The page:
Gary consistently outpaced opponents in Oregon, sprinting back to the defensive line with a workmanlike approach once the whistle blew. It was the same style of play Gary exhibited when he dominated at Nike's regional football camp in New Jersey this spring, earning the rare invite to national competition.

"When we first arrived, I thought, 'man, this kid is going to be weak,'" 4-star offensive tackle Matthew Burrell said. "But he earned his invitation for a reason. That was obvious from the start."

Burrell took that praise one step further, sending a strong message about Gary's impression in Beaverton.

"I think he could be the top player in our class, let alone his own," he said. "Those 2016 offensive linemen are in trouble with him around."

Texas Tech defensive tackle commit Breiden Fehoko admired Gary's ability to bring tenacity to every element of his game.

"He's a quiet guy who puts in work on the field and in the film room," Fehoko said. "The kid has strength and length that's rare at his age. First and foremost, he works his butt during drills, and that translates into the one-on-ones, where you really build your reputation."

Gary appreciated the opportunity to battle with college-bound blockers, dealing with the ups and downs of brutality along the line of scrimmage.

"I'm going to get a lot better because now I really have a feel for what it's like to be challenged by the best offensive linemen in the country," he said. "I can't wait to get back here again next year, compete against a new group of guys and show how I've improved."

Alabama freshman Da'Shawn Hand, one of the top-ranked 2014 defensive ends, was a rare two-time Opening attendee. Mack foresees a similar fate for Gary.

"Next year, it's all his," Mack said. "Rashan will be back to dominate at The Opening, and I believe he'll be the top player in the country."

Gary isn't the kind of athlete to brag about his abilities and came off as a kid who was just happy to be invited to the party in Oregon. That's fine, since plenty of top competitors were willing to do the talking for him.

"He's pretty silent like you'd expect from a lot of younger players," Mack said. "But don't get me wrong, his game is not quiet. Rashan makes loud statements with what he does on the field."

 

All quotes courtesy of B/R national recruiting columnist Tyler Donohue unless otherwise noted.

Recruit ratings courtesy of 247Sports.

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Bleacher Report's College Football 2014 Offseason Awards

Fall camps are in full swing across the country, which means we have officially made the transition from the college football offseason to the college football preseason.

But before we make the full segue to season-mode, when everything becomes so forward-looking, let's take one more moment to reflect on the offseason that was.

This winter, spring and summer was, after all, a pretty important one for the current state and future of college athletics—football more than any other sport. It is one we will remember for a long time.

But it wasn't just what happened behind the NCAA's closed doors that stuck out to us the past six months. It was the signature personalities, the hard-to-believe stories and the standout performances that make college football the best sport in the world to cover.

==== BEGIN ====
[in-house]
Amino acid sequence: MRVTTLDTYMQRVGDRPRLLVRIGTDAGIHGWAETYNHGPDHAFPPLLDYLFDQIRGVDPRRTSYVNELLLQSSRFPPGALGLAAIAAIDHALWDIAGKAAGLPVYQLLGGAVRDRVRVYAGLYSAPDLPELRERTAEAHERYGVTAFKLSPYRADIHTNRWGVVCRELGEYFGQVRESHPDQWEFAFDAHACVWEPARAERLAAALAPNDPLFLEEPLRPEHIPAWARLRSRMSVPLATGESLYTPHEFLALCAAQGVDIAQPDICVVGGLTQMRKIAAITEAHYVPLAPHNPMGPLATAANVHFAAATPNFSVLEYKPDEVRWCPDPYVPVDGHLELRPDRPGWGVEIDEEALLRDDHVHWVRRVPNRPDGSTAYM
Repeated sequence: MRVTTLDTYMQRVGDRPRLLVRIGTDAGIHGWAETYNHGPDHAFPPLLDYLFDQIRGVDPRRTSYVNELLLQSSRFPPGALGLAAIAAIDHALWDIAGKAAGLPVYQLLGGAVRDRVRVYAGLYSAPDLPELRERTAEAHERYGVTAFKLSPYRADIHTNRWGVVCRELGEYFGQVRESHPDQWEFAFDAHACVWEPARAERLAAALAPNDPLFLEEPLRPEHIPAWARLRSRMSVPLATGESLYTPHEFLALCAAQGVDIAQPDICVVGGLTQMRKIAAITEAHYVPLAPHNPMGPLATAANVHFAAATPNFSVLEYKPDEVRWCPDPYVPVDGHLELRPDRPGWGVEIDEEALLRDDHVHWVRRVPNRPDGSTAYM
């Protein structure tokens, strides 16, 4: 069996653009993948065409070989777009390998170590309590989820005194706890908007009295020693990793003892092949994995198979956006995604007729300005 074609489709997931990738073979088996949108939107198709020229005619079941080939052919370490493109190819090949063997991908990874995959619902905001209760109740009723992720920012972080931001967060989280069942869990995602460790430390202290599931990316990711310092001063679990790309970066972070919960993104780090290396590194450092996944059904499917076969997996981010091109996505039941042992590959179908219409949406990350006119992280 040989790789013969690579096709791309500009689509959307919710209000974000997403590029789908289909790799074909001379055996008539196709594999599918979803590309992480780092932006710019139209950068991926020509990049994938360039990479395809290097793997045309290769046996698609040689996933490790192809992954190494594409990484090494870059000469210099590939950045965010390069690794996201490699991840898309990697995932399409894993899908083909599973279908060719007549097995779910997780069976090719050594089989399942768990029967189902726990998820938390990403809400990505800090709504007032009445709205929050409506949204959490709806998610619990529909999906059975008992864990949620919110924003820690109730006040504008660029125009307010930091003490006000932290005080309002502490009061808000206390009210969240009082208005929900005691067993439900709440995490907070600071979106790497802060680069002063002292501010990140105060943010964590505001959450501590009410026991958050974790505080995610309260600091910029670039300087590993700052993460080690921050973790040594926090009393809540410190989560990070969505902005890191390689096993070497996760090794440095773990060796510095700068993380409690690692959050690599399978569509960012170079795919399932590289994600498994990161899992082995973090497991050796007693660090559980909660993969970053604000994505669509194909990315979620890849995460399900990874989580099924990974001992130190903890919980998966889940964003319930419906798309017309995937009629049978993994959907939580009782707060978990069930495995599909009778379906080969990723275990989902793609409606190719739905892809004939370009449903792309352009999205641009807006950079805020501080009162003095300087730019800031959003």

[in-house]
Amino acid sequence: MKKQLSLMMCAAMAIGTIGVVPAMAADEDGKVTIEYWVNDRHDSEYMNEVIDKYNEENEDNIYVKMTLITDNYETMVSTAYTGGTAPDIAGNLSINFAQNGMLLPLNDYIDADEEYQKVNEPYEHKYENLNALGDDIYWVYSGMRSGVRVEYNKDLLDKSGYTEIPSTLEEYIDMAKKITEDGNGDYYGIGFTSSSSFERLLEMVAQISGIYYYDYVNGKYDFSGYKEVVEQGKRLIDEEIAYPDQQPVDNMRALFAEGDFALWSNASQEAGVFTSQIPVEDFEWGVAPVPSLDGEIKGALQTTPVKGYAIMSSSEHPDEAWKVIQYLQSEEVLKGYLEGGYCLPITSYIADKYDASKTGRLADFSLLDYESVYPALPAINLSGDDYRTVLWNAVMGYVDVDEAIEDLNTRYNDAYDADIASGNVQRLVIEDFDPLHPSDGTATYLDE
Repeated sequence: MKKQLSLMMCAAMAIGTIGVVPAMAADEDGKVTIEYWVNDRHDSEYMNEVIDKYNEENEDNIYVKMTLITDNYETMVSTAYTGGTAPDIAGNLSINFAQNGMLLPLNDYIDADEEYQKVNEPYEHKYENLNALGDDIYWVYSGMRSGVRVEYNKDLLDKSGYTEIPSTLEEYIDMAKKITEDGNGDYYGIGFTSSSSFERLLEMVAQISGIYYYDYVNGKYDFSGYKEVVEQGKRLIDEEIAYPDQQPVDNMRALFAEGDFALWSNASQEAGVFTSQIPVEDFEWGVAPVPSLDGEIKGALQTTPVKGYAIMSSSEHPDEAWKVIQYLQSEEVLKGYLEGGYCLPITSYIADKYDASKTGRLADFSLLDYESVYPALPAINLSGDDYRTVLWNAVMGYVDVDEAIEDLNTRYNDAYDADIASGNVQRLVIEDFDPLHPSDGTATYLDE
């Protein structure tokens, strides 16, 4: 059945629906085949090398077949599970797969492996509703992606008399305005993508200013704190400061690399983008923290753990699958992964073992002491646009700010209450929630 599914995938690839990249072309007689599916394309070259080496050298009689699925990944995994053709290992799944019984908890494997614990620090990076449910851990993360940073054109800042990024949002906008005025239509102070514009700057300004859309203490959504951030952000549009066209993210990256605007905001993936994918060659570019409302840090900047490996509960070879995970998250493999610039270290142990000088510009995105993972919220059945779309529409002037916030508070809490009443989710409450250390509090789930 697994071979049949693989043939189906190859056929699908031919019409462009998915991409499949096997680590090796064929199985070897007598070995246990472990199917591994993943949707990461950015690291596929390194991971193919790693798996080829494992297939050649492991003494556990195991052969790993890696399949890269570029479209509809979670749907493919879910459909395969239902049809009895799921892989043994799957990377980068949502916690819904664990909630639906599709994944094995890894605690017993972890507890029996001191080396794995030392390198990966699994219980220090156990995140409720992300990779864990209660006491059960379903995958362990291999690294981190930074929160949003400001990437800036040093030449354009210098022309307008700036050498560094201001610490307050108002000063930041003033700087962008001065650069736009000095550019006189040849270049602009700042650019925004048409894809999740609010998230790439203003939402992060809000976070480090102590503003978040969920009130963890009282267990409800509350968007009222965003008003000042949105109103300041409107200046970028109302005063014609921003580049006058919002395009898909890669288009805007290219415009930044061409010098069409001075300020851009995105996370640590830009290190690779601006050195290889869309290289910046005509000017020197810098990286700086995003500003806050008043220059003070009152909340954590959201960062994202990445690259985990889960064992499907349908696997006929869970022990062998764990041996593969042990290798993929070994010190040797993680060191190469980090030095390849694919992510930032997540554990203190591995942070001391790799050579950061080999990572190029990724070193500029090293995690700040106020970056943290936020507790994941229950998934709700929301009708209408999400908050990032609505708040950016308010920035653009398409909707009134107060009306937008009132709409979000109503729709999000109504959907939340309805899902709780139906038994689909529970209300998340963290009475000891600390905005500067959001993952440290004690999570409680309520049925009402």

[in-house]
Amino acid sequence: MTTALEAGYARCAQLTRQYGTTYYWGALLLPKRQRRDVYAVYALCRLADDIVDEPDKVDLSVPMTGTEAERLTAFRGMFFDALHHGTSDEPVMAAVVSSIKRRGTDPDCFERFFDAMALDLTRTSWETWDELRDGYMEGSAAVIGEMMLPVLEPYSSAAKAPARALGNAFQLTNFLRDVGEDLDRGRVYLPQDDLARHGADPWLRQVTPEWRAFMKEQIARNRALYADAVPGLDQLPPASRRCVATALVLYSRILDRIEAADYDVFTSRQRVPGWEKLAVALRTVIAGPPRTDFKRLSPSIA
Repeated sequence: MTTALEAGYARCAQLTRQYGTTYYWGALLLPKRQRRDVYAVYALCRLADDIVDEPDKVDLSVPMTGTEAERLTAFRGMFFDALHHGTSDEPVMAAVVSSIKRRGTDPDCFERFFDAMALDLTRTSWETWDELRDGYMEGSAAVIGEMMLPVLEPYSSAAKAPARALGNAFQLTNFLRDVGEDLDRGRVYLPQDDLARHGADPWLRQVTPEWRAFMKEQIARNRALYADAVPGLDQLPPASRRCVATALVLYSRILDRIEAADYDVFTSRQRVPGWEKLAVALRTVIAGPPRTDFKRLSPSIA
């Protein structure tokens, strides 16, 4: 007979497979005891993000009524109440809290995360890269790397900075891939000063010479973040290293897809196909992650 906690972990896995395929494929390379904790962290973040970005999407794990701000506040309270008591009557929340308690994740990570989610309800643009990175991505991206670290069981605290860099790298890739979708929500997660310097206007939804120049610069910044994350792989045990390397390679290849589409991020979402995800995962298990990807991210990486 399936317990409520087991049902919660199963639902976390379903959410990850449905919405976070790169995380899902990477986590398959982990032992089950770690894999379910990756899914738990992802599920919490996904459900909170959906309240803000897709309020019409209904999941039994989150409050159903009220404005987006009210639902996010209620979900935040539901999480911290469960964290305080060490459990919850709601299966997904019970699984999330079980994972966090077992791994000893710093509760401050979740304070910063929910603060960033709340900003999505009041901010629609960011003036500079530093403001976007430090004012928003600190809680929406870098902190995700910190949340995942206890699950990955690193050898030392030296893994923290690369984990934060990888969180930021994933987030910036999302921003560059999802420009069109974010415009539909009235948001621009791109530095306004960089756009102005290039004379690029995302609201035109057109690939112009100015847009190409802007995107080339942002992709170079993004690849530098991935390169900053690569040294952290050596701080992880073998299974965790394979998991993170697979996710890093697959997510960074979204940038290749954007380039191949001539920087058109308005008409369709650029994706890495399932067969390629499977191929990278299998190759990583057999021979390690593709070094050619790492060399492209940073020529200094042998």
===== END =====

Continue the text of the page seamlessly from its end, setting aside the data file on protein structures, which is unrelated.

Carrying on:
So with that, let's hand out a little offseason hardware.

Begin Slideshow

Clemson's Dabo Swinney Lets Pro Billiards Player Hit a Trick Shot off His Mouth

Don't try this at home, unless someone in your family is a professional billiards player. Even then, you are taking a pretty big risk in letting that person hit a billiards ball off your mouth.

Clemson coach Dabo Swinney trusted Loree Jon Jones—a Clemson fan and a member of the Billiard Congress of America Hall of Fame—to hit a billiards ball of his mouth as part of a trick shot.

See for yourself how things turned out.

[Clemson Football, h/t College Spun]

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Texas A&M Football: Realistic Expectations for the 2014 Aggie Defense

The Texas A&M football team needs to have better play from their defense in 2014.

The Aggies' defense will be improved in 2014, but they are still too young and thin and certain positions to take a huge step forward. The 2013 Texas A&M defense was one of the worst in the nation, allowing 475.8 yards per game to rank No. 109 in the NCAA.

They have to improve in 2014 if they want to compete for an SEC title. 

The Aggies have recruited well since Kevin Sumlin took over as head coach of the program. Sumlin and his staff have brought in classes ranked No. 14, No. 8 and No. 6 according to 247sports.com. 

In those three classes, the Aggies have brought in 17 defensive linemen, 10 linebackers and 13 defensive backs. Attrition has led to nine of those players leaving the program. That means that Sumlin has recruited 31 of the defensive players currently on the roster. 

He is doing his best to improve the defensive talent in the program. You win games in the SEC by winning the battle in the trenches. That means you need to have elite defensive linemen and be three-deep on the lines. 

The attrition has hurt the linebacker position the most.

The Aggies lost Jordan Richmond and Darian Claiborne to dismissal from the team and Michael Richardson to injury. Claiborne was a potential four-year starter who led the Aggies in tackles during the regular season in 2013 with 89. No one is going to hit on 100 percent of his recruits so every player you lose to issues off the field hurts you.